June 27, 2015
By Rostislav Ishchenko
Translated from Russian by J.Hawk
Some of the people observing the unfolding situation in Ukraine supports the protesters. Not that they actively express solidarity with them, but the information about these protests gets widespread news and blog coverage. Some believe the protests are a provocation, and that they might even be inspired by the US Embassy in order to replace Poroshenko with Tatyana Montian.
There’s room for a conspiracy theory. They help the unknown become understandable and part of a logically consistent scheme. The only problem is that the theorists are reduced to claiming that the all-powerful global force (Masons, Rockefellers, liberals, etc.) are spending massive amounts of money and exerting unbelievable efforts in order to, as part of their plan to rule the world they control, they are attempting to destroy that which they have just created.
Therefore, in order to avoid spreading nonsense, I would like to separate the unknowables from knowables, and to draw conclusions solely on the basis of the latter and not the former. So what do we have?
1. Somebody is organizing small but noticeable Kiev demonstrations against the government.
2. The organizers lack effective speakers, so that even sympathetic media can’t report anything other than the general picture.
3. The authorities don’t like the demonstrations, but aren’t over-reacting. At first, the demonstrations took place without any interference. Later the police scattered them. Then they started to interdict them. Then we’ve seen the first arrests, but so far no abuse of prisoners. Given that we have seen cases of regime opponents die in mysterious circumstances (some died from torture after arrests, others simply vanished–official statistics suggest 22 thousand missing persons in the last 18 months–yet others were imprisoned), the government is acting with restraint.
In principle that’s all we know for a fact. Now let’s ask ourselves the question whether such actions may be organized by the US or at their behest in order to promote a new force in Kiev. I rule out that possibility. First of all, no Kiev moderates are getting PR off these demonstrations. And these are people who are happy to show up at someone else’s demonstration to get some public exposure. Therefore they either know or at least suspect these actions are not merely foreign to them, but are actually organized by hostile forces. Secondly, the experience of the two Maidans and the inter-Maidan period indicates that when it comes to organizing mass demonstrations and ensuring best possible media exposure, the eurointegrators have nothing left to learn. They could have turned out 500 people, and the journalists would have claimed it was 10 thousand.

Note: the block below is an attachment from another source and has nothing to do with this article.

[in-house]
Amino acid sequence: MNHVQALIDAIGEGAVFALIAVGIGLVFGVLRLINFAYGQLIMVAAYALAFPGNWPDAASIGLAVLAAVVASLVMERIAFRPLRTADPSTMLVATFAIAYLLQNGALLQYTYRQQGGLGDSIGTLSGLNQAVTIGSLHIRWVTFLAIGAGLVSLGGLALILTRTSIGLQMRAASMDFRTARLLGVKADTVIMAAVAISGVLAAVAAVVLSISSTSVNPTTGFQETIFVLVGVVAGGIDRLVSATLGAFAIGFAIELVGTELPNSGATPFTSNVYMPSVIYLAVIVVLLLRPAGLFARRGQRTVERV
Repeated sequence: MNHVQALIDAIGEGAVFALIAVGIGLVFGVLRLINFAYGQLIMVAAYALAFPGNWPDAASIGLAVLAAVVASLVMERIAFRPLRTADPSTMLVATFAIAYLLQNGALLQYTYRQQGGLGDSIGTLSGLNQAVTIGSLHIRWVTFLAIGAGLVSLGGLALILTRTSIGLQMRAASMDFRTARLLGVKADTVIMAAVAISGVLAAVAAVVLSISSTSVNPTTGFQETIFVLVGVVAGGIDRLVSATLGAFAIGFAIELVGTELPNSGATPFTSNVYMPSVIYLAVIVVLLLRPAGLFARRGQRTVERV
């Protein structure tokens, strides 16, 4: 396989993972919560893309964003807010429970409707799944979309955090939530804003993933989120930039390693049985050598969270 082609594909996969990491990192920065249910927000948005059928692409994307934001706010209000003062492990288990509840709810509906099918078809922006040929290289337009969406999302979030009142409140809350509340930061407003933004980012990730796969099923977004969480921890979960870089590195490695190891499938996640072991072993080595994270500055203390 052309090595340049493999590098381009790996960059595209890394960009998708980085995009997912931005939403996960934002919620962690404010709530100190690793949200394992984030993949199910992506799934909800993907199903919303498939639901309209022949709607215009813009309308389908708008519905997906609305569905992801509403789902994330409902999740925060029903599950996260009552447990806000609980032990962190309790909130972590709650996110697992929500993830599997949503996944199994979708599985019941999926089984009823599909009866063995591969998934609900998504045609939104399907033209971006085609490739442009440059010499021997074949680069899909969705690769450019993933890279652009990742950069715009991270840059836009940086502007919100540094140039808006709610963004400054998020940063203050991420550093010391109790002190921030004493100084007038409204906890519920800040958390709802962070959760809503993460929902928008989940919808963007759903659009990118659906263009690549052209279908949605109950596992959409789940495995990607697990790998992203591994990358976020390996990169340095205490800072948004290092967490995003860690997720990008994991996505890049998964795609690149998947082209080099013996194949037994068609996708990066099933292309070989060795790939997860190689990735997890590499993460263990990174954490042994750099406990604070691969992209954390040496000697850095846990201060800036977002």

Might the opposition block be responsible for them? Theoretically, yes. The level of organization suggests former Party of Regions officials. The Kiev government, which didn’t know what to do with the protesters but at the same time was not afraid of them, leads us to assume that both the SBU and the MVD knew it’s not the militia, not pro-Moscow radicals, and that there’s no revolution in the offing. It’s just an information preparation for something.
Nevertheless, I don’t think it’s the Opposition Block, but their former Party of Regions colleagues who emigrated or went underground and haven’t made themselves heard for a long time.
First of all, as I already said, it’s typically Regions level of organization. No speaker, no clearly defined leader, just some people with various demands which change from event to event, or who simply walk around the city with slogans (or don’t walk, if they are blocked).
Secondly, we can see which media is reporting on them. Those aren’t the media who are under Opposition Block control. It’s not the media which unconditionally support the Kiev government. It’s not Russian state or militia media. For the most part it’s the media assets which are still under the control, direct or otherwise, of Regions leaders who emigrated. Therefore it’s only natural that the heaviest repressive measure against the protesters was the cancellation of TV Channel 112 license. It’s fine if the information about the protests is spread through blogs and internet–then the government can simply ignore the protests. Therefore by cutting off TV coverage, Kiev greatly reduces the effect of the protests, much more successfully than it it shot them down with automatic weapons.